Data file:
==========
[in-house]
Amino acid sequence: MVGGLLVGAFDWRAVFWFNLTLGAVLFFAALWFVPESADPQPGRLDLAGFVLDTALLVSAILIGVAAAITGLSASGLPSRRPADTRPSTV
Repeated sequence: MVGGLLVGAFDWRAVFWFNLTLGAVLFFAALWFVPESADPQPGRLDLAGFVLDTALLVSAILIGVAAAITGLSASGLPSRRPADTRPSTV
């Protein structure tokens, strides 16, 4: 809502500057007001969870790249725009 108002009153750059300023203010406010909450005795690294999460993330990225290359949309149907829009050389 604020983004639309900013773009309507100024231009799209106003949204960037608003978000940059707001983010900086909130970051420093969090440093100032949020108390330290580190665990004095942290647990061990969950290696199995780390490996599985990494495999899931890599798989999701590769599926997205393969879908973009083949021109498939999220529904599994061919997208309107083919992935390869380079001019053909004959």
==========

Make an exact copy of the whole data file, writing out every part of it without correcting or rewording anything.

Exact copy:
[in-house]
Amino acid sequence: MVGGLLVGAFDWRAVFWFNLTLGAVLFFAALWFVPESADPQPGRLDLAGFVLDTALLVSAILIGVAAAITGLSASGLPSRRPADTRPSTV
Repeated sequence: MVGGLLVGAFDWRAVFWFNLTLGAVLFFAALWFVPESADPQPGRLDLAGFVLDTALLVSAILIGVAAAITGLSASGLPSRRPADTRPSTV
């Protein structure tokens, strides 16, 4: 809502500057007001969870790249725009 108002009153750059300023203010406010909450005795690294999460993330990225290359949309149907829009050389 604020983004639309900013773009309507100024231009799209106003949204960037608003978000940059707001983010900086909130970051420093969090440093100032949020108390330290580190665990004095942290647990061990969950290696199995780390490996599985990494495999899931890599798989999701590769599926997205393969879908973009083949021109498939999220529904599994061919997208309107083919992935390869380079001019053909004959």